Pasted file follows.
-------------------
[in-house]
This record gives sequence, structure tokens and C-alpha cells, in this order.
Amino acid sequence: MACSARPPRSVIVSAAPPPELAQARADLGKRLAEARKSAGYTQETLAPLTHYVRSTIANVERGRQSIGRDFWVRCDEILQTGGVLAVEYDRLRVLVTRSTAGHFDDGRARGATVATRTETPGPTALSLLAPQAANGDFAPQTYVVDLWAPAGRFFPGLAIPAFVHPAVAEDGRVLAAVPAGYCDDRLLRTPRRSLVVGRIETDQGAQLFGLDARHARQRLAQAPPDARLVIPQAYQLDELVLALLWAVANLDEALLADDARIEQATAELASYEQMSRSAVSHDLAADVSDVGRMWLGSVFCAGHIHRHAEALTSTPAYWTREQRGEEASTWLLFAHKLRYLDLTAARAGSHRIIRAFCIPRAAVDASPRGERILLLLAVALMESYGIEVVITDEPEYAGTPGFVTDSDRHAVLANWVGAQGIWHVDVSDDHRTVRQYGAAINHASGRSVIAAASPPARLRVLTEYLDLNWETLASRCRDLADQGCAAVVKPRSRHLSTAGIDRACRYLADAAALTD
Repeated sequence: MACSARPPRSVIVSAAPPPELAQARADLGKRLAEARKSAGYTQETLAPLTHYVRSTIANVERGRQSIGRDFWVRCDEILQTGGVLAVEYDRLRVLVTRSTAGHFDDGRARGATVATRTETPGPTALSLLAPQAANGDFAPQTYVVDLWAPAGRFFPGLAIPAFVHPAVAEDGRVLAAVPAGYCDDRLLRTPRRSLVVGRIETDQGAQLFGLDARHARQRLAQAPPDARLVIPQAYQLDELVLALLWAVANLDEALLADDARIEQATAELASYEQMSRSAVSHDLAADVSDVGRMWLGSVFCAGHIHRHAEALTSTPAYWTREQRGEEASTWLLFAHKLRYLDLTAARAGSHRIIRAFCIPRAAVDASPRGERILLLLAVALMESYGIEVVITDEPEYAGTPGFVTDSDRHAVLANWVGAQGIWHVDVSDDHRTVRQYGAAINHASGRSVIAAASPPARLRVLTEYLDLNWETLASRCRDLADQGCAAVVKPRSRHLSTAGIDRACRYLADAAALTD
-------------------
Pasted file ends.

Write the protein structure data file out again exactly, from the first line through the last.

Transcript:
[in-house]
This record gives sequence, structure tokens and C-alpha cells, in this order.
Amino acid sequence: MACSARPPRSVIVSAAPPPELAQARADLGKRLAEARKSAGYTQETLAPLTHYVRSTIANVERGRQSIGRDFWVRCDEILQTGGVLAVEYDRLRVLVTRSTAGHFDDGRARGATVATRTETPGPTALSLLAPQAANGDFAPQTYVVDLWAPAGRFFPGLAIPAFVHPAVAEDGRVLAAVPAGYCDDRLLRTPRRSLVVGRIETDQGAQLFGLDARHARQRLAQAPPDARLVIPQAYQLDELVLALLWAVANLDEALLADDARIEQATAELASYEQMSRSAVSHDLAADVSDVGRMWLGSVFCAGHIHRHAEALTSTPAYWTREQRGEEASTWLLFAHKLRYLDLTAARAGSHRIIRAFCIPRAAVDASPRGERILLLLAVALMESYGIEVVITDEPEYAGTPGFVTDSDRHAVLANWVGAQGIWHVDVSDDHRTVRQYGAAINHASGRSVIAAASPPARLRVLTEYLDLNWETLASRCRDLADQGCAAVVKPRSRHLSTAGIDRACRYLADAAALTD
Repeated sequence: MACSARPPRSVIVSAAPPPELAQARADLGKRLAEARKSAGYTQETLAPLTHYVRSTIANVERGRQSIGRDFWVRCDEILQTGGVLAVEYDRLRVLVTRSTAGHFDDGRARGATVATRTETPGPTALSLLAPQAANGDFAPQTYVVDLWAPAGRFFPGLAIPAFVHPAVAEDGRVLAAVPAGYCDDRLLRTPRRSLVVGRIETDQGAQLFGLDARHARQRLAQAPPDARLVIPQAYQLDELVLALLWAVANLDEALLADDARIEQATAELASYEQMSRSAVSHDLAADVSDVGRMWLGSVFCAGHIHRHAEALTSTPAYWTREQRGEEASTWLLFAHKLRYLDLTAARAGSHRIIRAFCIPRAAVDASPRGERILLLLAVALMESYGIEVVITDEPEYAGTPGFVTDSDRHAVLANWVGAQGIWHVDVSDDHRTVRQYGAAINHASGRSVIAAASPPARLRVLTEYLDLNWETLASRCRDLADQGCAAVVKPRSRHLSTAGIDRACRYLADAAALTD